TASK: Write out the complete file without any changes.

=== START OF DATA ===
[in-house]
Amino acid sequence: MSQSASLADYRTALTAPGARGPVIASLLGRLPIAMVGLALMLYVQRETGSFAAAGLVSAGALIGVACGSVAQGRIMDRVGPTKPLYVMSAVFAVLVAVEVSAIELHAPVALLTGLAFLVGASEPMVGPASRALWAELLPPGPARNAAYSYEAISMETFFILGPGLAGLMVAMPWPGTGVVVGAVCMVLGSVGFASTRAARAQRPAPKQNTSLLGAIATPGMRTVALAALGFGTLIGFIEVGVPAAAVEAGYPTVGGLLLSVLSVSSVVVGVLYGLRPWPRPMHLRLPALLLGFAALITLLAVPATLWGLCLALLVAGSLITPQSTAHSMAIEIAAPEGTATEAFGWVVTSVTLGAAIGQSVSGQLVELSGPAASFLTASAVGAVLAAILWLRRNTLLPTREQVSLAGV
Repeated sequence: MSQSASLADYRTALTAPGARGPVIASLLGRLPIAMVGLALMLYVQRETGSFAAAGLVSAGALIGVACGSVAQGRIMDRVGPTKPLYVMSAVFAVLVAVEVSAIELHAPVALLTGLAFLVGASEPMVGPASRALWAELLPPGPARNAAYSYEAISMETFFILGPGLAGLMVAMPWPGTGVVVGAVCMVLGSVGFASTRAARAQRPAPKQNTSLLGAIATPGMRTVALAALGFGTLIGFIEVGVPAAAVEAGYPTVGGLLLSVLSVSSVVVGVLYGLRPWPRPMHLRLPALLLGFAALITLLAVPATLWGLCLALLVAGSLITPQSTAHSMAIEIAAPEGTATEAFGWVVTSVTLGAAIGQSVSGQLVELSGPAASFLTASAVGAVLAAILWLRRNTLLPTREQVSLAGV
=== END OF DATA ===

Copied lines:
[in-house]
Amino acid sequence: MSQSASLADYRTALTAPGARGPVIASLLGRLPIAMVGLALMLYVQRETGSFAAAGLVSAGALIGVACGSVAQGRIMDRVGPTKPLYVMSAVFAVLVAVEVSAIELHAPVALLTGLAFLVGASEPMVGPASRALWAELLPPGPARNAAYSYEAISMETFFILGPGLAGLMVAMPWPGTGVVVGAVCMVLGSVGFASTRAARAQRPAPKQNTSLLGAIATPGMRTVALAALGFGTLIGFIEVGVPAAAVEAGYPTVGGLLLSVLSVSSVVVGVLYGLRPWPRPMHLRLPALLLGFAALITLLAVPATLWGLCLALLVAGSLITPQSTAHSMAIEIAAPEGTATEAFGWVVTSVTLGAAIGQSVSGQLVELSGPAASFLTASAVGAVLAAILWLRRNTLLPTREQVSLAGV
Repeated sequence: MSQSASLADYRTALTAPGARGPVIASLLGRLPIAMVGLALMLYVQRETGSFAAAGLVSAGALIGVACGSVAQGRIMDRVGPTKPLYVMSAVFAVLVAVEVSAIELHAPVALLTGLAFLVGASEPMVGPASRALWAELLPPGPARNAAYSYEAISMETFFILGPGLAGLMVAMPWPGTGVVVGAVCMVLGSVGFASTRAARAQRPAPKQNTSLLGAIATPGMRTVALAALGFGTLIGFIEVGVPAAAVEAGYPTVGGLLLSVLSVSSVVVGVLYGLRPWPRPMHLRLPALLLGFAALITLLAVPATLWGLCLALLVAGSLITPQSTAHSMAIEIAAPEGTATEAFGWVVTSVTLGAAIGQSVSGQLVELSGPAASFLTASAVGAVLAAILWLRRNTLLPTREQVSLAGV